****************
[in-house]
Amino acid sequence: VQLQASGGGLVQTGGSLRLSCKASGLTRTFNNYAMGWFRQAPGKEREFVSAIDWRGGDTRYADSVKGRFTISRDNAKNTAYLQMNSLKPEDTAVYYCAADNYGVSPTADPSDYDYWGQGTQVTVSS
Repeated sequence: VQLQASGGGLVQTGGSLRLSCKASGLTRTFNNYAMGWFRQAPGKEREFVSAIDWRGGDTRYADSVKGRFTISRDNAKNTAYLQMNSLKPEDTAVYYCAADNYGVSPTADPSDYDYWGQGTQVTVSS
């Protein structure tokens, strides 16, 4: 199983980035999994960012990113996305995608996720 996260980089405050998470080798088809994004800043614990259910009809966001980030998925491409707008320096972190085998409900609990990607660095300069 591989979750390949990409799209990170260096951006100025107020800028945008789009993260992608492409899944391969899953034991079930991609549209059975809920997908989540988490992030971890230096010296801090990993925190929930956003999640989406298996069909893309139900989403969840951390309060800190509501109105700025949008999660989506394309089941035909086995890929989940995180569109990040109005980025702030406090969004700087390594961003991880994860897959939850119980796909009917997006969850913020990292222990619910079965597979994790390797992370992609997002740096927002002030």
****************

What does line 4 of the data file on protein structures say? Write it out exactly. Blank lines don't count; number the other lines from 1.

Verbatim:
């Protein structure tokens, strides 16, 4: 199983980035999994960012990113996305995608996720 996260980089405050998470080798088809994004800043614990259910009809966001980030998925491409707008320096972190085998409900609990990607660095300069 591989979750390949990409799209990170260096951006100025107020800028945008789009993260992608492409899944391969899953034991079930991609549209059975809920997908989540988490992030971890230096010296801090990993925190929930956003999640989406298996069909893309139900989403969840951390309060800190509501109105700025949008999660989506394309089941035909086995890929989940995180569109990040109005980025702030406090969004700087390594961003991880994860897959939850119980796909009917997006969850913020990292222990619910079965597979994790390797992370992609997002740096927002002030």